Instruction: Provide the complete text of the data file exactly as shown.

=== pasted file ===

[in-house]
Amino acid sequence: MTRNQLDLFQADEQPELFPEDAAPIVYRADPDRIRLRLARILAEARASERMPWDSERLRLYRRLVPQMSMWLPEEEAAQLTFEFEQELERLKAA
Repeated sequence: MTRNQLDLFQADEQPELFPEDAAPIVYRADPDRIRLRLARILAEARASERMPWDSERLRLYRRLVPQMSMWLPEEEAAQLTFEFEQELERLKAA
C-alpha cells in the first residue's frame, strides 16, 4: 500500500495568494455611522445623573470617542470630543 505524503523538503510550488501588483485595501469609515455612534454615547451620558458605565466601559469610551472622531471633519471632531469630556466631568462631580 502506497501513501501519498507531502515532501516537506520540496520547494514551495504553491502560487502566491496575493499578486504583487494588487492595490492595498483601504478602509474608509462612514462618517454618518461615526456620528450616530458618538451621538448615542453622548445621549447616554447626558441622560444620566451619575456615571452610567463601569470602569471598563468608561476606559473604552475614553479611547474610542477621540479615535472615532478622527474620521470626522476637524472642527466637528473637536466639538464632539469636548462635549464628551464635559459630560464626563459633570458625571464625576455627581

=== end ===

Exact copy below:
[in-house]
Amino acid sequence: MTRNQLDLFQADEQPELFPEDAAPIVYRADPDRIRLRLARILAEARASERMPWDSERLRLYRRLVPQMSMWLPEEEAAQLTFEFEQELERLKAA
Repeated sequence: MTRNQLDLFQADEQPELFPEDAAPIVYRADPDRIRLRLARILAEARASERMPWDSERLRLYRRLVPQMSMWLPEEEAAQLTFEFEQELERLKAA
C-alpha cells in the first residue's frame, strides 16, 4: 500500500495568494455611522445623573470617542470630543 505524503523538503510550488501588483485595501469609515455612534454615547451620558458605565466601559469610551472622531471633519471632531469630556466631568462631580 502506497501513501501519498507531502515532501516537506520540496520547494514551495504553491502560487502566491496575493499578486504583487494588487492595490492595498483601504478602509474608509462612514462618517454618518461615526456620528450616530458618538451621538448615542453622548445621549447616554447626558441622560444620566451619575456615571452610567463601569470602569471598563468608561476606559473604552475614553479611547474610542477621540479615535472615532478622527474620521470626522476637524472642527466637528473637536466639538464632539469636548462635549464628551464635559459630560464626563459633570458625571464625576455627581